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Liberal Critique of the Minority Rights’ Concept

Migracijske i Etniĉke Teme. 2010;26(1):27-47


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Journal Title: Migracijske i Etniĉke Teme

ISSN: 1333-2546 (Print); 1848-9184 (Online)

Publisher: Institute for Migration and Ethnic Studies

LCC Subject Category: Political science: Colonies and colonization. Emigration and immigration. International migration

Country of publisher: Croatia

Language of fulltext: Russian, Croatian, French, Serbian, English

Full-text formats available: PDF



Filip Majetić (Institute of Social Sciences Ivo Pilar, Zagreb, Croatia)


Double blind peer review

Editorial Board

Instructions for authors

Time From Submission to Publication: 25 weeks


Abstract | Full Text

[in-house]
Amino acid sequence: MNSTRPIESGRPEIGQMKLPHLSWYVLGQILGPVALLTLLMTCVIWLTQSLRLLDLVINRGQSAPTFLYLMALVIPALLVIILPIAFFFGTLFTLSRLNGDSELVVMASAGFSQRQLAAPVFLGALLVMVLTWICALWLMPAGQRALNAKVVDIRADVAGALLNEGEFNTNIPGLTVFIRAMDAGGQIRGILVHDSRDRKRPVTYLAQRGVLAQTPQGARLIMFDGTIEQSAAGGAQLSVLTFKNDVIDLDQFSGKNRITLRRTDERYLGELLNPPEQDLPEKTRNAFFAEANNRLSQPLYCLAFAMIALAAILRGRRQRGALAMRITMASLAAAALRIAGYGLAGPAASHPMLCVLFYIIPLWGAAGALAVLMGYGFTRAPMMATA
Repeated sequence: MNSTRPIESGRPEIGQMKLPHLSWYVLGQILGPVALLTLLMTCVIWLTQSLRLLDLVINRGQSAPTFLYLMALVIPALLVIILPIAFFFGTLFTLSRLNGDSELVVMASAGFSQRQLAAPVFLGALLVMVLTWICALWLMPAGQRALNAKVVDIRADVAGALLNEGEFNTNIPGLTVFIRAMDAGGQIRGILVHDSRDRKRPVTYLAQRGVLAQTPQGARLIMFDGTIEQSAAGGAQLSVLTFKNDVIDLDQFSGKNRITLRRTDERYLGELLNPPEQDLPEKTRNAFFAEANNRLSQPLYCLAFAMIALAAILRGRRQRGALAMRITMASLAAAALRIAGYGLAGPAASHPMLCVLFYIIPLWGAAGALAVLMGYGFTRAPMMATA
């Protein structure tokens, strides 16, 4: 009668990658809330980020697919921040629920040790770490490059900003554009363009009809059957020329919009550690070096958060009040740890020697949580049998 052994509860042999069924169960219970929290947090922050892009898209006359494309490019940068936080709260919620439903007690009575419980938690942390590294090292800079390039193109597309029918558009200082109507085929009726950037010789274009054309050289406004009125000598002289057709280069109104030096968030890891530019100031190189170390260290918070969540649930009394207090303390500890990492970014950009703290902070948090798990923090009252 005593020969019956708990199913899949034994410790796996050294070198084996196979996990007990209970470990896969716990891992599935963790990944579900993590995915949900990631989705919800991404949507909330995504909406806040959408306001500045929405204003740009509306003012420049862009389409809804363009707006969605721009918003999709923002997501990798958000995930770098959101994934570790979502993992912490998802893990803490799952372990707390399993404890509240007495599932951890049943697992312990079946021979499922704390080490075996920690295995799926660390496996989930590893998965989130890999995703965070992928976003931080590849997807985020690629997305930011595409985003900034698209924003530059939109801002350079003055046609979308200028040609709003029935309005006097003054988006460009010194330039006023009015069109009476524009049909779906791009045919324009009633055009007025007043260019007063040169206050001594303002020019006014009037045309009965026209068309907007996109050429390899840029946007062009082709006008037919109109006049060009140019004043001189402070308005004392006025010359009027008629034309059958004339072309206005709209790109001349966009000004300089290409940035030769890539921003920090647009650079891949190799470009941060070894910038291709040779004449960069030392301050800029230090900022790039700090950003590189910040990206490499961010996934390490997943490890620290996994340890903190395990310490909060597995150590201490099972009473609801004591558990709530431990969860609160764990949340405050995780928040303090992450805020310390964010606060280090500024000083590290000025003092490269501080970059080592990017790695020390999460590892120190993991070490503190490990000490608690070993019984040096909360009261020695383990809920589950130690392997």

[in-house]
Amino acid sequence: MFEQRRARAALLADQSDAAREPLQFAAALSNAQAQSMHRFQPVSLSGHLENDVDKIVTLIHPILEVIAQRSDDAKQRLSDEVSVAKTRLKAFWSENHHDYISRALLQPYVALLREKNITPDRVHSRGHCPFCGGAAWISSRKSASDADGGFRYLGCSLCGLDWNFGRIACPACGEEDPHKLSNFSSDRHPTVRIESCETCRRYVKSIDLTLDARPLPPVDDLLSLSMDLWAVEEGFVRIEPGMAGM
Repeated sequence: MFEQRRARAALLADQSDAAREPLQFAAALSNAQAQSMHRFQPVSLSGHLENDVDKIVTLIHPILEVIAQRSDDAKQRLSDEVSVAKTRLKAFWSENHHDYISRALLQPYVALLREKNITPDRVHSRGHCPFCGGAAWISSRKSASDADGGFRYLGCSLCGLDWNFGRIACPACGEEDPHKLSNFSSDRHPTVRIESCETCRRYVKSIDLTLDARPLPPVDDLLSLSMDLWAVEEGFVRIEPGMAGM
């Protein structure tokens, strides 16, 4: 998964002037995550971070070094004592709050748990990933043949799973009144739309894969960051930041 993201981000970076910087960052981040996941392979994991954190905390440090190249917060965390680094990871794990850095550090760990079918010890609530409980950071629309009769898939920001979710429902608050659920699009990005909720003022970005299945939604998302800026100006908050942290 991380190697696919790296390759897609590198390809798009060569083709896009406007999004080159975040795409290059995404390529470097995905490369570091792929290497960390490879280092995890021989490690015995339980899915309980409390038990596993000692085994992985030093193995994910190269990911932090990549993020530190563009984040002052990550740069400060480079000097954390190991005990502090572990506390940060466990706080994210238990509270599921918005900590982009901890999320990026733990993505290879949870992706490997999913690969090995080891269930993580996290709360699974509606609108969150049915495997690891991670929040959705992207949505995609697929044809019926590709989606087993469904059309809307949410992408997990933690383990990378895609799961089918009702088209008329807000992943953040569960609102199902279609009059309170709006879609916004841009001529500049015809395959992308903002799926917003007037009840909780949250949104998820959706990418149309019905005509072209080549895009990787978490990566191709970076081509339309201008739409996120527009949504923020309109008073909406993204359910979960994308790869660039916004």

Controversies regarding the minority rights’ concept within liberal theory are opening up a debate in the political and academic communities of the Western democracies. Minority rights are discussed from the point of view of liberalism since it is more hospitable as a theory than conservatism and socialism, and due to the fact that it defines political morals in those countries. The aim of this article is to offer answers to some of the debate’s key questions. Should the liberals accept the model of universal individual rights combined with special minority rights within the liberal concept of social justice, founded on the principle of individual equality? Is a generalized, “non-discriminative” concept, such as the Western democracies’ key for fair treatment of ethno-cultural issues, really fair? Where are the limits of liberal tolerance set, and can liberalism be the cultures’ intersection point? By analyzing the opposed positions of various significant liberal theoreticians about the afore-mentioned and other issues, this article points to the questionable consistency of liberal critique of national and ethnic minority rights on the level of political legitimacy whilst this question remains open on the theoretical stage.